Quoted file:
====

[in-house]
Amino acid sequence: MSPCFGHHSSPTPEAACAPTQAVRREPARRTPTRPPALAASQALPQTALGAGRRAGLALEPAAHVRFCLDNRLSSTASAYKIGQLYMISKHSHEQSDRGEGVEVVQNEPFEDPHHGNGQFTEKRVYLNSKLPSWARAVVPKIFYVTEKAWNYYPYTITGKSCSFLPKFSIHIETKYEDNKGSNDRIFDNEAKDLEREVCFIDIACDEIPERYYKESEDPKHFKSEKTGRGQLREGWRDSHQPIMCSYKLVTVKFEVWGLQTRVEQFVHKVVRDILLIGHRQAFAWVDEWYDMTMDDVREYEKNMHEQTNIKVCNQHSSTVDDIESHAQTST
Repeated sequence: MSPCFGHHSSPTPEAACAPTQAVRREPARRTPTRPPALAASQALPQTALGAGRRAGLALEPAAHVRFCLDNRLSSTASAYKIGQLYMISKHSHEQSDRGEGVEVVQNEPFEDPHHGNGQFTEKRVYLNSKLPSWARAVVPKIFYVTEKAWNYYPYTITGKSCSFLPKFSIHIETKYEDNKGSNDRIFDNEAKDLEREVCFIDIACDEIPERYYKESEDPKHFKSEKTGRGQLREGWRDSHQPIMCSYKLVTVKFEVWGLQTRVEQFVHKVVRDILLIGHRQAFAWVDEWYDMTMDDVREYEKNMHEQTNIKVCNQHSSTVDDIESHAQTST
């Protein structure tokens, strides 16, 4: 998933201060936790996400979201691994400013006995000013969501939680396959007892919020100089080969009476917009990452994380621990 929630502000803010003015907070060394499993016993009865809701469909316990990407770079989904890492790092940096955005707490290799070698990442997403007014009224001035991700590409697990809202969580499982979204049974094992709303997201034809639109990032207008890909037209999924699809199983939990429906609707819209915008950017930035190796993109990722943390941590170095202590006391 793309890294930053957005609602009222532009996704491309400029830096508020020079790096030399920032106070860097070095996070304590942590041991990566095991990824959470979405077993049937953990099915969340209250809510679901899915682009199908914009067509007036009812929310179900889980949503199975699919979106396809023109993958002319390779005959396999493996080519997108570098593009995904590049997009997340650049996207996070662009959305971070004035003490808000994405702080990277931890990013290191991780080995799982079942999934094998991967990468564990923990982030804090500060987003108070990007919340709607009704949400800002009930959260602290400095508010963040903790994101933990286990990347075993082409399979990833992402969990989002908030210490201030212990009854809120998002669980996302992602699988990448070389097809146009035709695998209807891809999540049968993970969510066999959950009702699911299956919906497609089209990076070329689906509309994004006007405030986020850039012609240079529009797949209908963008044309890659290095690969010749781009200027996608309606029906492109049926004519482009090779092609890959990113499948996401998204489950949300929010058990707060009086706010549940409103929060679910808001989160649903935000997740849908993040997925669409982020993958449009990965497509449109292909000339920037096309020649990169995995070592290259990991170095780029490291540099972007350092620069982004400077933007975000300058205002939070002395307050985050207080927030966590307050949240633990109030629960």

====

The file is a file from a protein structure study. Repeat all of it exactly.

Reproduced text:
[in-house]
Amino acid sequence: MSPCFGHHSSPTPEAACAPTQAVRREPARRTPTRPPALAASQALPQTALGAGRRAGLALEPAAHVRFCLDNRLSSTASAYKIGQLYMISKHSHEQSDRGEGVEVVQNEPFEDPHHGNGQFTEKRVYLNSKLPSWARAVVPKIFYVTEKAWNYYPYTITGKSCSFLPKFSIHIETKYEDNKGSNDRIFDNEAKDLEREVCFIDIACDEIPERYYKESEDPKHFKSEKTGRGQLREGWRDSHQPIMCSYKLVTVKFEVWGLQTRVEQFVHKVVRDILLIGHRQAFAWVDEWYDMTMDDVREYEKNMHEQTNIKVCNQHSSTVDDIESHAQTST
Repeated sequence: MSPCFGHHSSPTPEAACAPTQAVRREPARRTPTRPPALAASQALPQTALGAGRRAGLALEPAAHVRFCLDNRLSSTASAYKIGQLYMISKHSHEQSDRGEGVEVVQNEPFEDPHHGNGQFTEKRVYLNSKLPSWARAVVPKIFYVTEKAWNYYPYTITGKSCSFLPKFSIHIETKYEDNKGSNDRIFDNEAKDLEREVCFIDIACDEIPERYYKESEDPKHFKSEKTGRGQLREGWRDSHQPIMCSYKLVTVKFEVWGLQTRVEQFVHKVVRDILLIGHRQAFAWVDEWYDMTMDDVREYEKNMHEQTNIKVCNQHSSTVDDIESHAQTST
């Protein structure tokens, strides 16, 4: 998933201060936790996400979201691994400013006995000013969501939680396959007892919020100089080969009476917009990452994380621990 929630502000803010003015907070060394499993016993009865809701469909316990990407770079989904890492790092940096955005707490290799070698990442997403007014009224001035991700590409697990809202969580499982979204049974094992709303997201034809639109990032207008890909037209999924699809199983939990429906609707819209915008950017930035190796993109990722943390941590170095202590006391 793309890294930053957005609602009222532009996704491309400029830096508020020079790096030399920032106070860097070095996070304590942590041991990566095991990824959470979405077993049937953990099915969340209250809510679901899915682009199908914009067509007036009812929310179900889980949503199975699919979106396809023109993958002319390779005959396999493996080519997108570098593009995904590049997009997340650049996207996070662009959305971070004035003490808000994405702080990277931890990013290191991780080995799982079942999934094998991967990468564990923990982030804090500060987003108070990007919340709607009704949400800002009930959260602290400095508010963040903790994101933990286990990347075993082409399979990833992402969990989002908030210490201030212990009854809120998002669980996302992602699988990448070389097809146009035709695998209807891809999540049968993970969510066999959950009702699911299956919906497609089209990076070329689906509309994004006007405030986020850039012609240079529009797949209908963008044309890659290095690969010749781009200027996608309606029906492109049926004519482009090779092609890959990113499948996401998204489950949300929010058990707060009086706010549940409103929060679910808001989160649903935000997740849908993040997925669409982020993958449009990965497509449109292909000339920037096309020649990169995995070592290259990991170095780029490291540099972007350092620069982004400077933007975000300058205002939070002395307050985050207080927030966590307050949240633990109030629960």